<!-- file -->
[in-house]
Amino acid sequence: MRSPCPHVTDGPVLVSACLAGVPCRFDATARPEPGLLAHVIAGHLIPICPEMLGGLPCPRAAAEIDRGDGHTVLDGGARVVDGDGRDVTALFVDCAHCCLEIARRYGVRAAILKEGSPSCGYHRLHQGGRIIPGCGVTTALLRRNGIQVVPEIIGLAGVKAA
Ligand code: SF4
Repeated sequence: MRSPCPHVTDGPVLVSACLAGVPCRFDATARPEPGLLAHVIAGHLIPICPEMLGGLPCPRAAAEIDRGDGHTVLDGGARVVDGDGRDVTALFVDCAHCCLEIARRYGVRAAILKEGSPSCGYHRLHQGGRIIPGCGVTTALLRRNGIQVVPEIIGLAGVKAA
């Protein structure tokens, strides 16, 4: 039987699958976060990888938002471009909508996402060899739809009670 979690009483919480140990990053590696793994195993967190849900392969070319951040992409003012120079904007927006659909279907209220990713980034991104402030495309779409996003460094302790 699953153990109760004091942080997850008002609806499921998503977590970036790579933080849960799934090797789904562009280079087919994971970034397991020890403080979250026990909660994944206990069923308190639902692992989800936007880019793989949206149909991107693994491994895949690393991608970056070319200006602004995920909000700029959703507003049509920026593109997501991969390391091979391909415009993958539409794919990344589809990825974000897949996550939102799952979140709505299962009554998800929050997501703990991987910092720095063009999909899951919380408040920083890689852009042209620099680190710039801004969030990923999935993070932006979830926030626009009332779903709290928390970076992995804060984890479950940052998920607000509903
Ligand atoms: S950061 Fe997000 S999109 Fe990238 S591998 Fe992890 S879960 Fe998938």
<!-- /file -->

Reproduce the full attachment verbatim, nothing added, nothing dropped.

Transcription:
[in-house]
Amino acid sequence: MRSPCPHVTDGPVLVSACLAGVPCRFDATARPEPGLLAHVIAGHLIPICPEMLGGLPCPRAAAEIDRGDGHTVLDGGARVVDGDGRDVTALFVDCAHCCLEIARRYGVRAAILKEGSPSCGYHRLHQGGRIIPGCGVTTALLRRNGIQVVPEIIGLAGVKAA
Ligand code: SF4
Repeated sequence: MRSPCPHVTDGPVLVSACLAGVPCRFDATARPEPGLLAHVIAGHLIPICPEMLGGLPCPRAAAEIDRGDGHTVLDGGARVVDGDGRDVTALFVDCAHCCLEIARRYGVRAAILKEGSPSCGYHRLHQGGRIIPGCGVTTALLRRNGIQVVPEIIGLAGVKAA
């Protein structure tokens, strides 16, 4: 039987699958976060990888938002471009909508996402060899739809009670 979690009483919480140990990053590696793994195993967190849900392969070319951040992409003012120079904007927006659909279907209220990713980034991104402030495309779409996003460094302790 699953153990109760004091942080997850008002609806499921998503977590970036790579933080849960799934090797789904562009280079087919994971970034397991020890403080979250026990909660994944206990069923308190639902692992989800936007880019793989949206149909991107693994491994895949690393991608970056070319200006602004995920909000700029959703507003049509920026593109997501991969390391091979391909415009993958539409794919990344589809990825974000897949996550939102799952979140709505299962009554998800929050997501703990991987910092720095063009999909899951919380408040920083890689852009042209620099680190710039801004969030990923999935993070932006979830926030626009009332779903709290928390970076992995804060984890479950940052998920607000509903
Ligand atoms: S950061 Fe997000 S999109 Fe990238 S591998 Fe992890 S879960 Fe998938």